We used to fly in players from around the world, it was all buzzing back then. We had regular massive events, most notably Super VS Battle, where 1100 people turned up! We took coaches to events, went on big trips abroad – represented, you know! Used to have three- or four-day marathons or even more, find out about all the take-away and supermarket deals, dine out after every arcade night, cutting all the corners (laughs). Doesn’t happen as much any more.

MD: So what happened?

DN: Street Fighter IV happened, basically. Everyone jumped on playing that and the other games were quickly abandoned. It’s true that it brought a load of new players who we ’09ers’ and had reignited fighting games as a whole, though it also made FGC into a commodity, created these celebrity players that started introducing themselves as the representatives of the community. We’ve got a growing scene around Guilty Gear now, but it’s a slow process.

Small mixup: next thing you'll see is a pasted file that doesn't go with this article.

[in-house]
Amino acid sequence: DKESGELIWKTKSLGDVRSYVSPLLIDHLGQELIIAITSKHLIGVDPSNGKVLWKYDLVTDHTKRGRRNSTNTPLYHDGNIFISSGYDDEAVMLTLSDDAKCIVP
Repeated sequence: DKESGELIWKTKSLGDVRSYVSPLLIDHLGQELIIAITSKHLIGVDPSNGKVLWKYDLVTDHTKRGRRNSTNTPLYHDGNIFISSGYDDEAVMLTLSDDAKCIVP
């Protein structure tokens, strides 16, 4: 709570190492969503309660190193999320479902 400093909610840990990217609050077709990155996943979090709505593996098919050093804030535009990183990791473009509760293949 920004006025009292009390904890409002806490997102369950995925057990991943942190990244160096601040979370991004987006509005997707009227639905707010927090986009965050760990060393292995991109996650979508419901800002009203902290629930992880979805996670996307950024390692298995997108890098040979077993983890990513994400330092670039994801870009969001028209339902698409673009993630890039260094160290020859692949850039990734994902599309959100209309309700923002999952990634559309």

MD: I mean I can’t blame them, Guilty Gear has a pretty crappy aesthetic.

DN: It didn’t used to be like this! Used to be a lot grittier, darker, metal, cages, etc… However, the creators did Disneyfy it a lot – I suppose they want to attract new, younger players. But that’s why I feel that the scene is not what it used to be before, and as I grew older, I just can’t relate it to it as much as I once could.

MD: Has the fact the that the scene is more approachable made it more enjoyable for you? Or is the whole mainstream factor is splitting the community too much?

DN: It’s difficult to answer this. I totally recognise the benefits that money in video games can bring; more people are getting involved, we got big tournaments with large prize pools that attract more competitive players who build their careers in fighting games – that’s all fine.